You simply follow history, as with Rick Riordan’s new series The Heroes of Olympus, the follow-up to his excellent Percy Jackson series). The Percy Jackson series has the Greek Gods of Olympus being challenged by the Titans they dethroned long ago. This new series combines Roman mythology with another set of ancients (no spoilers) set on revenge against the gods, following the stories of mythology again. This book, like the first series, not only provides a great family read (we will all pass this book around) but really invests the reader into the tales of mythology in a greatly entertaining way.

The first book, The Lost Hero, starts where the Percy Jackson series ended, with Rachael Dare making her first prophecy:

Seven half-bloods shall answer the call.

To storm or fire, the world must fall

An oath to keep with a final breath,

And foes bear arms to the Doors of Death.

The Lost Hero opens with Jason, Leo and Piper, three misfits at a camp for wayward kids who are obviously (if you read the first series) demi-gods. But Jason has no memory of anything before that moment. (more…)

The Lightning Thief – Movie vs. Book

The movie The Lightning Thief, has excellent special effects (Hades in the fire and looking like an old rock musician is well done) and tells the story of Percy Jackson, half human, half Olympian God. Several easily recognized actors play Olympian roles (Uma Thurman is enjoyable as Medusa, Pierce Brosnan with a half-horse body at Chiron, Sean Bean (Boromir from Lord of the Rings and Odysseus in Try) plays Zeus), and, except for the likeness of Percy Jackson (Logan Lerman) to my son’s friend Ryan and a few occasions of wooden acting, the kid’s parts (Percy, Annabeth, Grover) were well cast.

As with most, we noted several major differences in the movie versus Rick Riordan’s first novel in the Percy Jackson series. Since the movie was already two hours, one would assume they were cut for time. But there were also pieces that were left out that are needed if the next book in the series is turned into a movie. Without some of these vital scenes, those who have not read the books would surely struggle to make sense of subsequent films. Even the most academic audience member, who might usually achieve good results from many online colleges and universities, would struggle if they were tested on an adaptation of the second book, having not read the first. This is because, although the film does not come across as being unclear on its own, the changes and omissions to the plot are often details which are of particular significance. This is certainly true when looking at the details within the context of the Percy Jackson series as a whole. Below I have listed a number of examples which may lead to future difficulties in continuity. Slight spoilers below if you havent read the book:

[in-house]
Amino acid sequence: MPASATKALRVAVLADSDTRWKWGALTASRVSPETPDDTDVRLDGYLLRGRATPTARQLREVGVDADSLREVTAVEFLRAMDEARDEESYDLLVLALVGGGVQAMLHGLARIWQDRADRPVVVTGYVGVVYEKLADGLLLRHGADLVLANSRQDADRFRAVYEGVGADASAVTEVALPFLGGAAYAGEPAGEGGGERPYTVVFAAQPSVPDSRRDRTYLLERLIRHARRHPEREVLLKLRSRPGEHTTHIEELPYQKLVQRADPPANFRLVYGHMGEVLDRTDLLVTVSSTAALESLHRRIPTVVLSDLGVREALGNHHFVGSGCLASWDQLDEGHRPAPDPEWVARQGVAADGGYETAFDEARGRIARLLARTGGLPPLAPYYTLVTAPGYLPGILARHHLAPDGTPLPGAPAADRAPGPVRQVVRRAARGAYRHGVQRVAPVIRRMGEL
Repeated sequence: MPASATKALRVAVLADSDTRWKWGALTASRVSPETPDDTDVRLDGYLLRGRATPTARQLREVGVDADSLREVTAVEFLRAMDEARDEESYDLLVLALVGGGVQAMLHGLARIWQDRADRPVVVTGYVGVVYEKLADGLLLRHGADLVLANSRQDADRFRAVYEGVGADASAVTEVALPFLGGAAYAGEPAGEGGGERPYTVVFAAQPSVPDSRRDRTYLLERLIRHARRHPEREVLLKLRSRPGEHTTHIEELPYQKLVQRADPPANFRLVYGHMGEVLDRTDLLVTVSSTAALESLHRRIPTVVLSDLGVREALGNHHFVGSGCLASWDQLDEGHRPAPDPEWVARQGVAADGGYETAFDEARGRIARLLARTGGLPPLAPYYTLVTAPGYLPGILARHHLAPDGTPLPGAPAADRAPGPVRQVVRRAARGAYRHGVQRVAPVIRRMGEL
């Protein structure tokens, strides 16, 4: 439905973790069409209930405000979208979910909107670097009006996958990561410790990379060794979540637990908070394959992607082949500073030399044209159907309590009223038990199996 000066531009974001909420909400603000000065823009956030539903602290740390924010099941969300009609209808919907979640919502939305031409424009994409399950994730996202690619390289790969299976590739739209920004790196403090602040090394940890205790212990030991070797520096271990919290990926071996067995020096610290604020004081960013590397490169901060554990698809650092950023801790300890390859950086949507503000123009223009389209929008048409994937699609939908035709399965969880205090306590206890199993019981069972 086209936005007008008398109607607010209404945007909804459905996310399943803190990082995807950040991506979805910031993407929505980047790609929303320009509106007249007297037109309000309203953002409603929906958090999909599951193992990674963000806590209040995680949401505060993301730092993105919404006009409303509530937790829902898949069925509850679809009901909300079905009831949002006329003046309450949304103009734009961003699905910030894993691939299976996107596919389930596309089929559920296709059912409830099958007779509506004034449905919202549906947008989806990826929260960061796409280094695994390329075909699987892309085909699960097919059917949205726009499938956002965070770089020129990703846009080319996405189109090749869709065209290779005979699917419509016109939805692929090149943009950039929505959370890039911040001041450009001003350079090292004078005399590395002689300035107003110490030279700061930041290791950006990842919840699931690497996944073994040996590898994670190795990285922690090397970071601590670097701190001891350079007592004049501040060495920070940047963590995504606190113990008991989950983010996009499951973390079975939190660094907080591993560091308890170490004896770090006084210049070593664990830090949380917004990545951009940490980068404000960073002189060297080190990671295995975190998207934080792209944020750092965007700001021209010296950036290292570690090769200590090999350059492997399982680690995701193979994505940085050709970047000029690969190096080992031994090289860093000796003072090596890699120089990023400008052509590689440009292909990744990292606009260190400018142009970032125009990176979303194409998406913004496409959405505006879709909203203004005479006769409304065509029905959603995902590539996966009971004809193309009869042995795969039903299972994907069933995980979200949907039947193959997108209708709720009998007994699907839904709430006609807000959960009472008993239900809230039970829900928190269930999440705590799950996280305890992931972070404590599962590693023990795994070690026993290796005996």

The Last Olympian by Rick Riordan (Percy Jackson #5)

The Last Olympian is a well written ending to an excellent series, with the lastolympianpromise of more to come. The prophesized battle between the Olympic Gods and the Titans starts in the first chapter, and proceeds with all haste through all 381 pages. Though marketed as “Young Adult” fare, this series is entertaining and enjoyable to read no matter your age.

The action starts immediately, with Percy and another half-blood (one parent mortal, the other an Olympic God) setting off to blow up the cruise ship commandeered by the Titan Kronos, who has possessed the body of Luke, half-blood son of Hermes. Percy is still trying, as all teenage boys do, to figure out girls, namely Rachael Dare, a mortal who can see things that mortals aren’t supposed to see, and Annabeth, half-blood daughter of Athena. The cruise ship is blown up, but the other half-blood is killed, and Percy is saved by allies of his father Poseidon. Poseidon is fighting the Titan Oceanus (underwater, of course) but tells Percy it is time for him to hear the prophecy. (more…)


The Demigod Files: Percy Jackson & The Olympians by Rick Riordan

While waiting for Riordan’s next Percy Jackson novel The Last Olympian, readers can get their Percy fix with this collection of short stories and percyfiles_fc3interviews. While short (133 pages excluding pictures, puzzles and a Last Olympian preview), the collection (called ‘auxiliary book’ on Mr. Riordan’s blog) features three short stories and five ‘interviews’ with some of Camp Half-Blood’s most famous campers.

The three short stories:

  • Percy Jackson and the Stolen Chariot – Percy helps Clarisse, when her half brothers, the demigods Phobos (fear) and Deimos (terror) take Ares chariot, which he had entrusted to Clarisse.
  • Percy Jackson and the Bronze Dragon – Beckendorf, from the Hephaestus house, and Percy are on the same side in a Camp Half-Blood capture-the-flag game. Beckendorf sees giant ants hauling off a bronze dragon head, made by Hephaestus house long ago to protect the Camp, and charges. Percy gets captured by Annabeth and Silena, who are on the other side of the game, allowing Beckendorf to get dragged into the giant ant hill. Annabeth, Percy and Silena (who has a thing for Beckendorf) decide to put the bronze dragon back together so they can resue Beckendorf. More Percy and Annabeth clumsy courtship in this story.